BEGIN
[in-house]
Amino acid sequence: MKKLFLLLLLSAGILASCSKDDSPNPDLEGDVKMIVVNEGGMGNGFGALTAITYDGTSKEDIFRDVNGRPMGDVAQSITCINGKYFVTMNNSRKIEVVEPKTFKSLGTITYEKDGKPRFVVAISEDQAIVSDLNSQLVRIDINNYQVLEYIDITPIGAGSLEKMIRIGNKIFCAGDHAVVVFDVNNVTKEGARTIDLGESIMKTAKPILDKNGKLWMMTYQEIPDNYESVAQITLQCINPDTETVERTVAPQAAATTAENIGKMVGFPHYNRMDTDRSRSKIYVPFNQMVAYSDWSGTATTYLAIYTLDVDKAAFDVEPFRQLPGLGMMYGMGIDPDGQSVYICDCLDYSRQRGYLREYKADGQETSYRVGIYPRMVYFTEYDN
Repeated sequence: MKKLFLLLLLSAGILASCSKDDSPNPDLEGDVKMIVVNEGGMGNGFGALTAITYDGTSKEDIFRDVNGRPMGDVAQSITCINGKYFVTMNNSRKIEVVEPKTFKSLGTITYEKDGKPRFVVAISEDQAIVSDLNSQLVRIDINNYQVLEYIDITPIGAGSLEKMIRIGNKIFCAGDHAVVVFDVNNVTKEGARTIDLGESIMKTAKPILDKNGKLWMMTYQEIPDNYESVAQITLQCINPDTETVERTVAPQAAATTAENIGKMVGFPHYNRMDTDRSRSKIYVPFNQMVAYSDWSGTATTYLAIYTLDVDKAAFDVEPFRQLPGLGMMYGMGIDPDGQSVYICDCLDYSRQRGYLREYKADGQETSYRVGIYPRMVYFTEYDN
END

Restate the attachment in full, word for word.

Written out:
[in-house]
Amino acid sequence: MKKLFLLLLLSAGILASCSKDDSPNPDLEGDVKMIVVNEGGMGNGFGALTAITYDGTSKEDIFRDVNGRPMGDVAQSITCINGKYFVTMNNSRKIEVVEPKTFKSLGTITYEKDGKPRFVVAISEDQAIVSDLNSQLVRIDINNYQVLEYIDITPIGAGSLEKMIRIGNKIFCAGDHAVVVFDVNNVTKEGARTIDLGESIMKTAKPILDKNGKLWMMTYQEIPDNYESVAQITLQCINPDTETVERTVAPQAAATTAENIGKMVGFPHYNRMDTDRSRSKIYVPFNQMVAYSDWSGTATTYLAIYTLDVDKAAFDVEPFRQLPGLGMMYGMGIDPDGQSVYICDCLDYSRQRGYLREYKADGQETSYRVGIYPRMVYFTEYDN
Repeated sequence: MKKLFLLLLLSAGILASCSKDDSPNPDLEGDVKMIVVNEGGMGNGFGALTAITYDGTSKEDIFRDVNGRPMGDVAQSITCINGKYFVTMNNSRKIEVVEPKTFKSLGTITYEKDGKPRFVVAISEDQAIVSDLNSQLVRIDINNYQVLEYIDITPIGAGSLEKMIRIGNKIFCAGDHAVVVFDVNNVTKEGARTIDLGESIMKTAKPILDKNGKLWMMTYQEIPDNYESVAQITLQCINPDTETVERTVAPQAAATTAENIGKMVGFPHYNRMDTDRSRSKIYVPFNQMVAYSDWSGTATTYLAIYTLDVDKAAFDVEPFRQLPGLGMMYGMGIDPDGQSVYICDCLDYSRQRGYLREYKADGQETSYRVGIYPRMVYFTEYDN